Bobby Jasoos: The case of the missing ending

Bobby Jasoos is a comic caper undone by its underwhelming climax

Vidya Balan has been the toast of Bollywood for a few years now as the only woman who can carry a blockbuster film on her shoulders. She ends up doing just that with Bobby Jasoos, a promising family entertainer by debutant director Samar Shaikh that starts off with a bang but fizzles out by the time the credits roll in. Maybe the problem lay with me; I fell for the jasoos in the title and ended up drawing unwarranted comparisons with Balan’s nail-biting suspense thriller, Kahaani.

In this romantic-dramedy, Balan plays Bilkis Ahmad urf Bobby Jasoos, a 30-year-old amateur detective who dreams of becoming the top sleuth in Mughal Puri, a patriarchal neighbourhood of Hyderabad. Balan, the perfectionist that she is, seems to have got Hyderabad’s peculiar Hindu-Urdu accent down pat. “Inhi chhotti chhotti galiyon main teri kismat chamkengi Bobby, Bilkis Ahmed issi Mughal Puri main Bobby Jasoos banke dikhayegi.”

Our feisty Nancy Drew might not have a big office or a degree in investigation, but she does have her team of underlings — a jolly internet café owner, a lanky waiter and a schoolboy. The film’s opening sequences see her mastering a chase sequence in Hyderabad’s myriad bustling lanes and raising hell in her traditional Muslim household over her obsession with playing detective. With television serial CID’s epic hero, ACP Pradyuman, as her inspiration, our salwar kameez and dupatta-clad heroine, trusty canvas shoes, backpack and all, proceeds to don various disguises in an attempt to solve her uninspiring fare of cases, ranging from petty romantic intrigues to mothers spying on their smoking sons.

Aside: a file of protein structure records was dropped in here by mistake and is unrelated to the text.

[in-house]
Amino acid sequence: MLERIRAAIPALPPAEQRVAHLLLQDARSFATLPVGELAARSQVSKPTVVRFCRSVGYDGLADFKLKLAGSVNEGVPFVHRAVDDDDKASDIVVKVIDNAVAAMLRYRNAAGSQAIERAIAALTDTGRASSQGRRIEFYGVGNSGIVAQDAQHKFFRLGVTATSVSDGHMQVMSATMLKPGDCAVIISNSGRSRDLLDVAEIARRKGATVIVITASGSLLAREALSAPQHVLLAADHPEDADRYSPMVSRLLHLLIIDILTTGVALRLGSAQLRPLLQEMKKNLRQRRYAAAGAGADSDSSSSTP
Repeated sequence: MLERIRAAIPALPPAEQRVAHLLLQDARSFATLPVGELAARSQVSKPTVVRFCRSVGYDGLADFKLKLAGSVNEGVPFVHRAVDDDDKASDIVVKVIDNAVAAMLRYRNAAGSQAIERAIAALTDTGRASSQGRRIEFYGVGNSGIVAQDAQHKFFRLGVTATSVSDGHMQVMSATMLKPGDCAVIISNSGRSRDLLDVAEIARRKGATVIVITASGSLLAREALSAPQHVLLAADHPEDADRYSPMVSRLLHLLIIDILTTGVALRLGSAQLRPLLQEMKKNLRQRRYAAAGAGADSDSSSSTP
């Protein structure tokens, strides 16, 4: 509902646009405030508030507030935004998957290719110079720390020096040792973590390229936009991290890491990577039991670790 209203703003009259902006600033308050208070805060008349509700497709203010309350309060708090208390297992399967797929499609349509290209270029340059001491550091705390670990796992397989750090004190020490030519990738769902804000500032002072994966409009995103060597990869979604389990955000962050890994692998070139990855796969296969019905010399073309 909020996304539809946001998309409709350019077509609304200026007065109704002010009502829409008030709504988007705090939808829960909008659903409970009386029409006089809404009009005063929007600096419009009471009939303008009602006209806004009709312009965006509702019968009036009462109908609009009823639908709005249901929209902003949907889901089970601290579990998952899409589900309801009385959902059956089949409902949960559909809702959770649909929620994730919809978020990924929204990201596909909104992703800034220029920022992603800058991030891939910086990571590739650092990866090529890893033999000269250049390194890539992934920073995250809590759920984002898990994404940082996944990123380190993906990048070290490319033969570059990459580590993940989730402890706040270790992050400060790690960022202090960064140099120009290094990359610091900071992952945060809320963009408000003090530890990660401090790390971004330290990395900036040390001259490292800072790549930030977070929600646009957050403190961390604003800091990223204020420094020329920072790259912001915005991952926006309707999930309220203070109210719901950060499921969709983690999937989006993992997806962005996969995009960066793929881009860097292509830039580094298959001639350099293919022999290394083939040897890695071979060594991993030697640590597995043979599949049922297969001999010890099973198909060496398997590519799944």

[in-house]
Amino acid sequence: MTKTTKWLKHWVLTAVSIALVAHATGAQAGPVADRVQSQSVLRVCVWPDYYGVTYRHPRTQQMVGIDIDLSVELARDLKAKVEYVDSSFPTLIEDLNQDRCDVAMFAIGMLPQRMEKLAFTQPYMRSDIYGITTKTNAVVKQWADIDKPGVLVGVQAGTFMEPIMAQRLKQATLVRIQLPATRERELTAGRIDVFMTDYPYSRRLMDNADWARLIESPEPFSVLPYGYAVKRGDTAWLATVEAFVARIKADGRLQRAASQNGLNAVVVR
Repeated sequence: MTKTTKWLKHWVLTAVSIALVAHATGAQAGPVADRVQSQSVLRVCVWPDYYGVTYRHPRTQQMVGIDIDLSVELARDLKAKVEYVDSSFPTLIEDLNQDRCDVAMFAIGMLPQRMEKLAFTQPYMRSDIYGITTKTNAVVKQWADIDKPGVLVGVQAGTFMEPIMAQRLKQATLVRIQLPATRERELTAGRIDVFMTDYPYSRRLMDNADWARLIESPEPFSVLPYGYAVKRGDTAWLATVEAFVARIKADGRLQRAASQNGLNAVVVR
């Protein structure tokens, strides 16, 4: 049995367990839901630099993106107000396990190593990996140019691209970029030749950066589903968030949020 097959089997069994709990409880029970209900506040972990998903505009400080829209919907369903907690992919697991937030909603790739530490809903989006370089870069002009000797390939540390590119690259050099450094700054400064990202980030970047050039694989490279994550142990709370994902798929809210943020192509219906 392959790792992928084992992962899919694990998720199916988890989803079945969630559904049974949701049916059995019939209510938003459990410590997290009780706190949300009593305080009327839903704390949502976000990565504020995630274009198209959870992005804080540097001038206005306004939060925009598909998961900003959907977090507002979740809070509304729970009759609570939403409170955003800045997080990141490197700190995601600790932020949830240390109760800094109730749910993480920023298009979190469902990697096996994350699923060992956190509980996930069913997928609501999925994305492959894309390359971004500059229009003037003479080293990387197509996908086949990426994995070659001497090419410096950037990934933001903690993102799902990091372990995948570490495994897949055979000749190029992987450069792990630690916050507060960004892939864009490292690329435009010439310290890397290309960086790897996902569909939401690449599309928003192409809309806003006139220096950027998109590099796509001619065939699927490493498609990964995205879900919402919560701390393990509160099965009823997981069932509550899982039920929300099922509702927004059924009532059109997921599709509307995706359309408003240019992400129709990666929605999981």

She hits the jackpot when Anees Khan (Kiran Kumar), a mysterious stranger in a big car, offers her a pot of gold to hunt down a couple of young girls. Super excited at her first ‘real case’, Bobby forgets the golden rule of investigation — do a background check and question her client’s motives. Bobby painstakingly pursues the case with barely a handful of clues, in the most outrageous of schemes possible. For instance, to find a 21-year-old girl named Niloffer who has a birthmark on her right hand, Bobby turns up all over town in the guise of a bangle seller, a beggar, a palm reader and so on.  She makes up for her inexperience with quick wit and indefatigable zeal. These make the film a treat to watch till the interval.

It’s after the break that the languid tone of the movie starts to turn sluggish. Bobby starts to snoop around her rich client’s business and the suspense grows. Then it ebbs as the scenes run parallel with a cutesy love story between her and Tasawur. A young and ambitious broadcast journalist, Tasawur is played by the dashing Ali Fazal, who also hires Bobby from time to time to foil marriage proposals orchestrated by his orthodox parents. Their struggles and dilemmas, to conform or to rally against family and tradition, are portrayed sensitively in the film.

Cinematographer Vishal Sinha has captured the noise of the restless metropolis well, without the romantic outlook of the tourist but to effectively aid the narrative. Music composer Shantanu Moitra has provided a simpatico background score, even if the song-dance sequences themselves are needless.

The climax should have ideally been a coup de grace, but ends up being a total cop out. Bobby, a richly sketched and strong female character, deserved her own captivating, riveting ending, much like herself.